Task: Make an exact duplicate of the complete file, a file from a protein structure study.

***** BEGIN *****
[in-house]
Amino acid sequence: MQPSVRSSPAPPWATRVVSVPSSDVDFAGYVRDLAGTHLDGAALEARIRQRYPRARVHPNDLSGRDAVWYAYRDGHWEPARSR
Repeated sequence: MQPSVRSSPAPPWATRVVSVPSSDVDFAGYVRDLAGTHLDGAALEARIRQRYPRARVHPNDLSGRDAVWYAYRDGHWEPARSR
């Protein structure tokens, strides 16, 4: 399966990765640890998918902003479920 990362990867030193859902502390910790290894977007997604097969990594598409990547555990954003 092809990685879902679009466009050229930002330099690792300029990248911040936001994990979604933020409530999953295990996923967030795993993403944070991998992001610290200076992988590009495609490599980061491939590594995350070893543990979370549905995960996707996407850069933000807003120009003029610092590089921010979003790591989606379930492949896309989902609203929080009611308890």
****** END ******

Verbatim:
[in-house]
Amino acid sequence: MQPSVRSSPAPPWATRVVSVPSSDVDFAGYVRDLAGTHLDGAALEARIRQRYPRARVHPNDLSGRDAVWYAYRDGHWEPARSR
Repeated sequence: MQPSVRSSPAPPWATRVVSVPSSDVDFAGYVRDLAGTHLDGAALEARIRQRYPRARVHPNDLSGRDAVWYAYRDGHWEPARSR
């Protein structure tokens, strides 16, 4: 399966990765640890998918902003479920 990362990867030193859902502390910790290894977007997604097969990594598409990547555990954003 092809990685879902679009466009050229930002330099690792300029990248911040936001994990979604933020409530999953295990996923967030795993993403944070991998992001610290200076992988590009495609490599980061491939590594995350070893543990979370549905995960996707996407850069933000807003120009003029610092590089921010979003790591989606379930492949896309989902609203929080009611308890």